Chris Packham from animal-based children’s favourite The Really Wild Show was asked to describe Bill’s birding prowess. ‘If he latches on to a bird and it flies away it doesn’t matter, Bill will pursue it through bushes and briers and mud, often at the expense of other wildlife. We were out in a swampy part of East London and I saw he’d completely trampled on a whole patch of caterpillars – birds are very much first in Bill’s life.’
Another birder, Tony Marr, was also asked to describe what it is like to go birding with Bill Oddie. He had travelled to India with Bill in 1979 and had observed first-hand Bill, at the height of his fame. First Bill had been besieged with autograph hunters at Heathrow Airport. Then a man on the plane had filmed him as he slept. In India it became more peaceful, until they went to the Taj Mahal. An Indian man came up to Bill and said ‘You’re Bill Oddie from The Goodies’. ‘Am I really on Indian television now?’ asked Bill in reply. ‘No.’ said the man. ‘I’m on holiday from Bradford’.
Another of Bill’s biggest fans is Professor David Bellamy, who first became aware of the work of Bill Oddie when The Goodies took off the Bellamy family in the episode Animals. He’d forgiven them though and had been very proud to work with Bill on films, for the Wildlife Trust and various conservation projects. ‘Sitting inside a bird-hide with a real twitcher who really knew what the birds were thinking was absolutely fantastic. Congratulations on all your films and all the work you do for conservation all around the world’ he said. Bill wasn’t too impressed with the tribute though, remarking on Bellamy’s famous muffled lisp. ‘He hasn’t quite got the voice right - Graeme does it much better!’
The final guest on the programme was Magnus Magnusson, the former host of the TV quiz show Mastermind and a survivor of the Goodies episode Frankenfido. Magnusson also shares Bill’s interest in wildlife and is a former president of the RSPB. He had this to say of Bill: ‘We all know of Bill’s brilliant reputation as a star of comedy, but in the bird world his reputation is perhaps even more brilliant. If there’s a patch of mud anywhere, Bill’s in it up to his oxters. So on behalf of everyone who loves nature and wildlife, I’d like to thank Bill for the boundless enthusiasm and the infectious verve with which you put the message across by the sheer joy, pleasure and satisfaction of bird-watching. It’s certainly helped the RSPB to put the protection of birds right at the top of the conservation agenda. I congratulate you Bill not only on being a lovely, funny little man…’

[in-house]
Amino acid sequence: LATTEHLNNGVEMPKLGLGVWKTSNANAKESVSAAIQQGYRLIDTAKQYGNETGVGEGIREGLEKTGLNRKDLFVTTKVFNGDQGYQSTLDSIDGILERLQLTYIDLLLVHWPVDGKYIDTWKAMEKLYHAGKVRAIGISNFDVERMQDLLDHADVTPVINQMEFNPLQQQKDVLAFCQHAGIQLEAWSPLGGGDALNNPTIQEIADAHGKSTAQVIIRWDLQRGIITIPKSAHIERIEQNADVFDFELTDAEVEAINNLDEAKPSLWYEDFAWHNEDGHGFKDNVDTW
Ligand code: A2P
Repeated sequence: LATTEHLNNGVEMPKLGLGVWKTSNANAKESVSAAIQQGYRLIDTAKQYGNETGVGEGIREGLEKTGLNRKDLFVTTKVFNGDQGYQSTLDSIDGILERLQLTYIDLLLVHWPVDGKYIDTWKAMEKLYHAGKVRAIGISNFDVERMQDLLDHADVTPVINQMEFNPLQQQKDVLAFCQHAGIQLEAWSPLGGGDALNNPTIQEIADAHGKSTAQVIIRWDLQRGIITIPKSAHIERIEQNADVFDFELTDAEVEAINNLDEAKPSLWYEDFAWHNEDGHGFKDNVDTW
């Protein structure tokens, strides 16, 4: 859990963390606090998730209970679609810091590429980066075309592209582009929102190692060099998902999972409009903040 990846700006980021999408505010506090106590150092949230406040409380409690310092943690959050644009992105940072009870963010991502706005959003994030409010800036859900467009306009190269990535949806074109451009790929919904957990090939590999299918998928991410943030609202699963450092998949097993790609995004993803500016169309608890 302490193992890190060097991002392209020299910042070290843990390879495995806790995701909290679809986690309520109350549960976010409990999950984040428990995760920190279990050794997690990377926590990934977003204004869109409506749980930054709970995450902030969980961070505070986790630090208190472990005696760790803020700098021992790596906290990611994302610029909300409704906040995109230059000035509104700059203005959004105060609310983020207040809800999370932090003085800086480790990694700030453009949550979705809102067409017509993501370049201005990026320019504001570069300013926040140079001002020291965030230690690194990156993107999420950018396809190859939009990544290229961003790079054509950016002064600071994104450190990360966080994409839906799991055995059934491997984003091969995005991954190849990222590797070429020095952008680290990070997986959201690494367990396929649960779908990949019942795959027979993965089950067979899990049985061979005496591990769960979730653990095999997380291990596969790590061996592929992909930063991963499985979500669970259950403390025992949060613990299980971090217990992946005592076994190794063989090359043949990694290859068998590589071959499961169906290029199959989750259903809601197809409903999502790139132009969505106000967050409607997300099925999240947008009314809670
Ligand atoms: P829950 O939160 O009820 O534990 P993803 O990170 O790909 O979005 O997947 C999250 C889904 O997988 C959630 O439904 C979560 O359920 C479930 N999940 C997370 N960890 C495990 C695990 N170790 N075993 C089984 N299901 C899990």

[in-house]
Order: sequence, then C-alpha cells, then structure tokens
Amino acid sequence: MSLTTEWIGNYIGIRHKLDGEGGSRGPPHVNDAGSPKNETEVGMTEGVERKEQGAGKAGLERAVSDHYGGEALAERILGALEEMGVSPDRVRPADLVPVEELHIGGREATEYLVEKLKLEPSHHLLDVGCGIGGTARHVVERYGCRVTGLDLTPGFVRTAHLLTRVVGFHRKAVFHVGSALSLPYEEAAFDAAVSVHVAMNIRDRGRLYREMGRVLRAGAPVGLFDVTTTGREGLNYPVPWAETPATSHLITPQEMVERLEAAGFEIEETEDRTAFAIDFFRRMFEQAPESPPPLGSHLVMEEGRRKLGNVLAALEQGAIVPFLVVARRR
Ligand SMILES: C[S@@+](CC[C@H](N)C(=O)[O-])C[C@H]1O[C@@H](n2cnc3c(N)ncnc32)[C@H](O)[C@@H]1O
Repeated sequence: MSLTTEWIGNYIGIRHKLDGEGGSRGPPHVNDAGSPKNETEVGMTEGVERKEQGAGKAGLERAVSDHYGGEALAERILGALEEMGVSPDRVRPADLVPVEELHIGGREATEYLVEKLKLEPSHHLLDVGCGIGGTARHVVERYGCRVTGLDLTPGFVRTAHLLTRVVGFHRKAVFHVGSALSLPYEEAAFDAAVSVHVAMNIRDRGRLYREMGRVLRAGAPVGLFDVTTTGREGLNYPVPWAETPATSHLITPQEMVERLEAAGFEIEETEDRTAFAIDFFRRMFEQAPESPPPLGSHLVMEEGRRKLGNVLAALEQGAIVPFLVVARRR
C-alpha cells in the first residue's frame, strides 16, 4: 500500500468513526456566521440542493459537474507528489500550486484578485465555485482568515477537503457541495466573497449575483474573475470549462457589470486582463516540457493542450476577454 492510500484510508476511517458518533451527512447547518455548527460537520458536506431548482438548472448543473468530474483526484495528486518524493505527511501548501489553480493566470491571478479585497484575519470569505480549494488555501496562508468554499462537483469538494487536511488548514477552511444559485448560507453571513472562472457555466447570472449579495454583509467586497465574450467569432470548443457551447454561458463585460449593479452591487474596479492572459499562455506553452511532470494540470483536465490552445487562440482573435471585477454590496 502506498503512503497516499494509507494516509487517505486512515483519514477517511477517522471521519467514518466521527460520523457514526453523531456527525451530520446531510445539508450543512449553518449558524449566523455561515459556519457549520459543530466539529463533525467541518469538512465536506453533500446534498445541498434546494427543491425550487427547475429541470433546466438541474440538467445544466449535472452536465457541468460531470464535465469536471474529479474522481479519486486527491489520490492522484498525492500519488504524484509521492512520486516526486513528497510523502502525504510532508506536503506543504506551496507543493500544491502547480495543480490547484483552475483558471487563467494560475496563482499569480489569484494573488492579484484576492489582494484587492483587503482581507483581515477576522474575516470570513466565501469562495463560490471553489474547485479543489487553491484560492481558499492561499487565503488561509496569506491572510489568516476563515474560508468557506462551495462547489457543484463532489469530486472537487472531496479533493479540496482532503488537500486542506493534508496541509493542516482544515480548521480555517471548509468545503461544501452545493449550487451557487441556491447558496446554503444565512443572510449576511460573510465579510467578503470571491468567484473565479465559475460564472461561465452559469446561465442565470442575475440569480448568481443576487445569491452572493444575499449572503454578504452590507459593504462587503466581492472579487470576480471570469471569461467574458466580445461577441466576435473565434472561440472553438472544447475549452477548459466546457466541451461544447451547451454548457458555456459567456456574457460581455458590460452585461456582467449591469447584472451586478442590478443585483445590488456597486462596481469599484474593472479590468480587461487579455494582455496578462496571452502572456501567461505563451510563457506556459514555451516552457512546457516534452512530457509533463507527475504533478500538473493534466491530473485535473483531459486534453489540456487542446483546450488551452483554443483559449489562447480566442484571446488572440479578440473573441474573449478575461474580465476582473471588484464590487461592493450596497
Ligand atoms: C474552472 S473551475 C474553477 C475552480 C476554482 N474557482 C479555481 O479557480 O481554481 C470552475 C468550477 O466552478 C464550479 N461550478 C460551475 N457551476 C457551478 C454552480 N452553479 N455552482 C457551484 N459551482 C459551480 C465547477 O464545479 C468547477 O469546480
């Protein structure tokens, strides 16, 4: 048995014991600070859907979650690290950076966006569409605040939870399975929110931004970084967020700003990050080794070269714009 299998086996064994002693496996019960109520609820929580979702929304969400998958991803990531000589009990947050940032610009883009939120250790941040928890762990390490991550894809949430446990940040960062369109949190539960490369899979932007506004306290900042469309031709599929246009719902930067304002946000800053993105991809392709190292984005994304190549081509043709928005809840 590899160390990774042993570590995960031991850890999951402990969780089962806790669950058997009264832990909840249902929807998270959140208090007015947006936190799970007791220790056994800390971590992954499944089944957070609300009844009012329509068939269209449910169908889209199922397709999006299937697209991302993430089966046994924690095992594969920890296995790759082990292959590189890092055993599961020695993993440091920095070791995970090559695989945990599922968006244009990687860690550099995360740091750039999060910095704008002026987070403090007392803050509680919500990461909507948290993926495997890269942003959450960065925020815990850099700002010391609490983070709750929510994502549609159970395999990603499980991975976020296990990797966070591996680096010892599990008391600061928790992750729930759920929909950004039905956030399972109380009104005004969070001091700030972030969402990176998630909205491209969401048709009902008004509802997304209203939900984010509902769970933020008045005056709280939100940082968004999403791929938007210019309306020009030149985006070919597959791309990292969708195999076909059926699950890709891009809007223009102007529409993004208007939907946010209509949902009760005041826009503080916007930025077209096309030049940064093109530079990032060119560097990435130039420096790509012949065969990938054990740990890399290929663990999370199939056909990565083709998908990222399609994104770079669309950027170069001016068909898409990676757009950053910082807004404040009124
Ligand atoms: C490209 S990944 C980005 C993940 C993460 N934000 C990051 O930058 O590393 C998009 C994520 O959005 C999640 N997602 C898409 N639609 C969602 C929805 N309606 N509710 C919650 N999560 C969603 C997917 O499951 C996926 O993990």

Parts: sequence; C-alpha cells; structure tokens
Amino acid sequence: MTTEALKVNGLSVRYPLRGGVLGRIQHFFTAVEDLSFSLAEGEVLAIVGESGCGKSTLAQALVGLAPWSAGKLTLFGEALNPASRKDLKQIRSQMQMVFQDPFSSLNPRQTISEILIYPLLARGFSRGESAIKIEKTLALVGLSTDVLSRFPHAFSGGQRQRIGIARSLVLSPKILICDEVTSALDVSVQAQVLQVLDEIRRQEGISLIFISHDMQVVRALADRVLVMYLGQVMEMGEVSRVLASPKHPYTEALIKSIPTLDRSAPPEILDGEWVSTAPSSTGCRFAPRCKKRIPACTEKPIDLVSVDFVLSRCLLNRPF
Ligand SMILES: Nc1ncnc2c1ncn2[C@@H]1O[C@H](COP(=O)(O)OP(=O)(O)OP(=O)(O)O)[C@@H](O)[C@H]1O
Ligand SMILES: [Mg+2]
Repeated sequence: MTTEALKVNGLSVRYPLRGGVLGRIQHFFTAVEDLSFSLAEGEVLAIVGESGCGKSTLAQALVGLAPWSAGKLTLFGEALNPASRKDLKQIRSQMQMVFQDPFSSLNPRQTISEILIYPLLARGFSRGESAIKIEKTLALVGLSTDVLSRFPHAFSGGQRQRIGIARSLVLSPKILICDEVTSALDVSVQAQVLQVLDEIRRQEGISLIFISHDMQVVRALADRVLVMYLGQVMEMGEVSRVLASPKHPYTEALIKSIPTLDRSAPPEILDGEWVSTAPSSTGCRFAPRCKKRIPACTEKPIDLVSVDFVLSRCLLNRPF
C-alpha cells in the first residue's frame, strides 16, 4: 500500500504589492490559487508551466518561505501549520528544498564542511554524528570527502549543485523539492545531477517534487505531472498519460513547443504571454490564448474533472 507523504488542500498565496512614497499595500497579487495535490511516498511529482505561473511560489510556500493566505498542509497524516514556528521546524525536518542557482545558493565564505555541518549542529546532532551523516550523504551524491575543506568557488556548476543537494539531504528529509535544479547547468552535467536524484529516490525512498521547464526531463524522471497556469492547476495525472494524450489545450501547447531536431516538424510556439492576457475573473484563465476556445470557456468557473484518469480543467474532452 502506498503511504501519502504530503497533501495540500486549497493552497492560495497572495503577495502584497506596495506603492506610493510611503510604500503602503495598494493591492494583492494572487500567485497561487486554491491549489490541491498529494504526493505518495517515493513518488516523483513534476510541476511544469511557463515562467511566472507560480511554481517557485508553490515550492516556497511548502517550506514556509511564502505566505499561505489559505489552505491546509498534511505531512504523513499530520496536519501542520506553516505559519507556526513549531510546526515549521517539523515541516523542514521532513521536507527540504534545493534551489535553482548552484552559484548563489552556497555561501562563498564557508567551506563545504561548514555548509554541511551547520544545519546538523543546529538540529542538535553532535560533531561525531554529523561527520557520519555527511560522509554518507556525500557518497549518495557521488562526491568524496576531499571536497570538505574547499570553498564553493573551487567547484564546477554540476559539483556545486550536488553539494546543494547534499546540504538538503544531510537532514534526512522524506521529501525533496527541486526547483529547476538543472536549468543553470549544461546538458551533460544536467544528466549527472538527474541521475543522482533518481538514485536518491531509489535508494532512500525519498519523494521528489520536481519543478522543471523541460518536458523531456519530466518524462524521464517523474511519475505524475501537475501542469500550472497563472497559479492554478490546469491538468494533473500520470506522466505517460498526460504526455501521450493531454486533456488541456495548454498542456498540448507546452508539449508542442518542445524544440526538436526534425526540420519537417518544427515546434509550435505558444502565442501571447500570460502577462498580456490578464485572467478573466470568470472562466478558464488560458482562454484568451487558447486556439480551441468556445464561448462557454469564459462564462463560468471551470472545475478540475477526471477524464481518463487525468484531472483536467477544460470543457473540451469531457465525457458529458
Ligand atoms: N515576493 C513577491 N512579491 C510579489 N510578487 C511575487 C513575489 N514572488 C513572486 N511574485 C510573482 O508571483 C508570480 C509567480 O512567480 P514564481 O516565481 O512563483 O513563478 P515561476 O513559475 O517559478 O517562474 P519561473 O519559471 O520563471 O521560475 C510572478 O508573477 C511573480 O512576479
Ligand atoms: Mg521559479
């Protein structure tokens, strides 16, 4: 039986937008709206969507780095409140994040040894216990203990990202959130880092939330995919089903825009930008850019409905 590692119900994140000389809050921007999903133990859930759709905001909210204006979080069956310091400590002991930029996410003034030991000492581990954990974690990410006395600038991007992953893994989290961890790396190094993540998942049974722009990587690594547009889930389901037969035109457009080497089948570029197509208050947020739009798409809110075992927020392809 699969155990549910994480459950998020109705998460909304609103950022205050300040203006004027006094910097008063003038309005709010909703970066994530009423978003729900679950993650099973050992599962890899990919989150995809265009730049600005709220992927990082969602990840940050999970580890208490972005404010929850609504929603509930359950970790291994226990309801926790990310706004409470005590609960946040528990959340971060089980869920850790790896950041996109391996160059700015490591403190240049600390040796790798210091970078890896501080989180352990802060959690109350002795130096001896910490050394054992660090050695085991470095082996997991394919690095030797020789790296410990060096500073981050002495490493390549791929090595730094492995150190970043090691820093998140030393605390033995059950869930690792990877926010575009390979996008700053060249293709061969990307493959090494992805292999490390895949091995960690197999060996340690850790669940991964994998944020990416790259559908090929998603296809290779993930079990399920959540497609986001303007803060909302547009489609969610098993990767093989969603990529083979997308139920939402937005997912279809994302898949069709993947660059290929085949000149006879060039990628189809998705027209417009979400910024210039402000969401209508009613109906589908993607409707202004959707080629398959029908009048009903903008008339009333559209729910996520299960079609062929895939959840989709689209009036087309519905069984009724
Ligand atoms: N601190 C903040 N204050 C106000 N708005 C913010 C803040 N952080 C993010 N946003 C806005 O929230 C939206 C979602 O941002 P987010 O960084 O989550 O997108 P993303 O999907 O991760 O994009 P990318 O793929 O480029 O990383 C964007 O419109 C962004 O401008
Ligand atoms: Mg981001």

‘He’s spoilt the whole bloody thing’ interjected Bill. ‘It was nice up till then, then he goes all sizeist. I don’t like your tie either, mate…carry on.’ ‘Thank you’ replied Magnus, before continuing. ‘But also I think that you are much the finest recruiting sergeant the RSPB could ever have and I must say that for my money you are the bird world’s greatest living ambassador.’ ‘Thank you very much’ replied Bill as Aspel butted in to say the immortal words, ‘Bill Oddie, this is your life’.
The applause went on for several minutes after that, as Bill’s friends and family crowded around him. When a re-take of this moment was called for, the studio audience again applauded with genuine enthusiasm and warmth. ‘Good on you, Bill!’ shouted a man from the audience; Bill thanked the man and went back to looking at his feet in embarrassment, as he had throughout most of the programme.
All the other re-takes were fairly boring, except for one, where Aspel was asked to record the end of a link, which he had accidentally skipped in the recording proper. ‘Meanwhile you keep busy as a writer and performer, you help create Broaden Your Mind, a spoof encyclopaedia of the air’ he recited. ‘Wrong!’ interjected Bill. ‘Tim and Graeme created Broaden Your Mind.’ ‘Well, it doesn’t matter’ said Aspel, shocked at the notion that a biography programme should be accurate. ‘It was crap’ moaned Bill, probably unaware that some of it stands up quite well.
Whether the footage shot on the evening of 5th December will stand up is another matter. Plagued by far too many lovely moments to sit comfortably in a half-hour and its many the re-takes, the broadcast edit will probably be a terrible mish mash. But how can you reduce the varied and fascinating career of Bill Oddie to 29 minutes without making sacrifices? Then again, why does this programme always favour boring anecdotes and messages from big stars rather than more interesting and amusing ones from others? And why is the programme in a half-hour timeslot when it could easily last longer? These questions will never be answered by the people who make This Is Your Life, which is a shame as it would be nice if they realised that the storyteller is just as important as the story itself.
And speaking of potentially missed-opportunities, Tim and Graeme were spotted with the real, actual Goodies trandem before the recording. A camera crew was filming them with it, but the footage didn’t turn up in the recording. Perhaps, like Sir David Frost’s message, it will be there in the edit for all to see? We’ll be watching with interest to find out.
NOTE: The subject of ‘This Is Your Life’ is famously kept secret until the last moment but we believe the Bill Oddie episode will go to air on 28th December on BBC-1. If not, however, it’ll probably be the episode after that.